Research summary:
We are interested understanding how transcriptional states are established in response to multiple quantitative input signals and how they can then be stably maintained. As a model, we study the regulatory principles that restrict expression of Xist, the master regulator of X-chromosome inactivation, to exactly one randomly chosen X-chromosome in females. To this end, we combine theoretical, computational and experimental approaches. We have recently developed the first experimentally-validated mathematical model of the Xist regulatory network that can explain seemingly diverse Xist expression patterns in different species. Moreover, we use pooled CRISPR screens to identify missing regulators and cis-regulatory elements, combined with genome-engineering and (single-cell) genomics to quantitatively profile the players and interactions within the Xist regulatory network. In this way we aim to elucidate the principles the govern transcriptional and epigenetic regulation in the mammalian genome.

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Kathryn Fitzsimmons | CPTSMax Planck Institute for Chemistry | Mainz

Deputy Speaker (Chemistry, Physics and Technology Section)

Research summary:
The Quaternary is arguably one of the most significant epochs in Earth’s history. It has overseen substantial climatic and environmental changes, the evolution of humans, and their colonisation of most terrestrial landscapes. My research encompasses many aspects of this important time period, at different time and spatial scales.

My research aims to understand and quantify the nature of Quaternary land surface and environmental change, and the thresholds and causes of those changes. I also investigate the interactions between people and their environments over Quaternary timescales. I focus on abrupt environmental changes that may influence behavioural changes by people, and vice versa on instances where people overwhelmingly contribute to a breach of environmental thresholds, leading to landscape instability. To investigate these questions, we need well resolved, unambiguous palaeoenvironmental archives embedded within robust chronological frameworks.

With my group, I am working to develop new terrestrial proxy methods for the timing and variability of past change, in long sediment records deep in the continental zone, far from marine and ice core records. We combine the geochronological method of luminescence dating with geochemical, geomorphological, stratigraphic and sedimentological approaches. We are especially interested in generating the missing links in land-climate dynamics for wind-blown dust (loess) piedmonts and desert margin regions at risk of desertification.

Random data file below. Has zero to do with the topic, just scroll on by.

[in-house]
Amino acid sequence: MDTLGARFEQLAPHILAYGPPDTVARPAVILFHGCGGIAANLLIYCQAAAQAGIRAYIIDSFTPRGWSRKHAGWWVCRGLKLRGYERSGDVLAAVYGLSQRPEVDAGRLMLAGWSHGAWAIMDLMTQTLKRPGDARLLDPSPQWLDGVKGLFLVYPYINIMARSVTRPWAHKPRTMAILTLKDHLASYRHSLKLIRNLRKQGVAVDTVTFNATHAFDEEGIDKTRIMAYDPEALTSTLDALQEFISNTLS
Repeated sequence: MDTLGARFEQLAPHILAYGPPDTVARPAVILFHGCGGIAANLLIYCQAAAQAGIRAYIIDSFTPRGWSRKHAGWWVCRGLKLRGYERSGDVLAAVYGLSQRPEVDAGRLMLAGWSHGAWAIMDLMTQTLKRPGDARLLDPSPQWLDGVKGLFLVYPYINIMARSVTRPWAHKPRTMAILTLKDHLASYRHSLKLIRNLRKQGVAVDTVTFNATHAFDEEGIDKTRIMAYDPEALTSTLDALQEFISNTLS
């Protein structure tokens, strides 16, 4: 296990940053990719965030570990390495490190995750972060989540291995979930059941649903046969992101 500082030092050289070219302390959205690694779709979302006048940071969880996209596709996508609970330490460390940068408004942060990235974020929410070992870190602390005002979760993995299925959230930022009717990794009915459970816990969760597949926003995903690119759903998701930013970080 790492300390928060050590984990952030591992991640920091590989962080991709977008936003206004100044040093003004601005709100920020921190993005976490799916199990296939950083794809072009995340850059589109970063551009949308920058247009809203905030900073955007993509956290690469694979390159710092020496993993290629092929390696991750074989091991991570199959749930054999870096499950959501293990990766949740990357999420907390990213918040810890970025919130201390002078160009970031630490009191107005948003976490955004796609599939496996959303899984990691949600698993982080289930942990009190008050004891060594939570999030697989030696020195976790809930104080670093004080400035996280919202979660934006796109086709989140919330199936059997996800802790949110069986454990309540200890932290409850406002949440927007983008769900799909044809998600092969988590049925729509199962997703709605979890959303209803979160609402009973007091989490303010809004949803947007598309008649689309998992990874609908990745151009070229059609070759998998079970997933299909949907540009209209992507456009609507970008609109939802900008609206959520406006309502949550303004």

Kathryn Fitzsimmons | CPTSMax Planck Institute for Chemistry | Mainz

Deputy Speaker (Chemistry, Physics and Technology Section)

Research summary:
The Quaternary is arguably one of the most significant epochs in Earth’s history. It has overseen substantial climatic and environmental changes, the evolution of humans, and their colonisation of most terrestrial landscapes. My research encompasses many aspects of this important time period, at different time and spatial scales.

My research aims to understand and quantify the nature of Quaternary land surface and environmental change, and the thresholds and causes of those changes. I also investigate the interactions between people and their environments over Quaternary timescales. I focus on abrupt environmental changes that may influence behavioural changes by people, and vice versa on instances where people overwhelmingly contribute to a breach of environmental thresholds, leading to landscape instability. To investigate these questions, we need well resolved, unambiguous palaeoenvironmental archives embedded within robust chronological frameworks.

With my group, I am working to develop new terrestrial proxy methods for the timing and variability of past change, in long sediment records deep in the continental zone, far from marine and ice core records. We combine the geochronological method of luminescence dating with geochemical, geomorphological, stratigraphic and sedimentological approaches. We are especially interested in generating the missing links in land-climate dynamics for wind-blown dust (loess) piedmonts and desert margin regions at risk of desertification.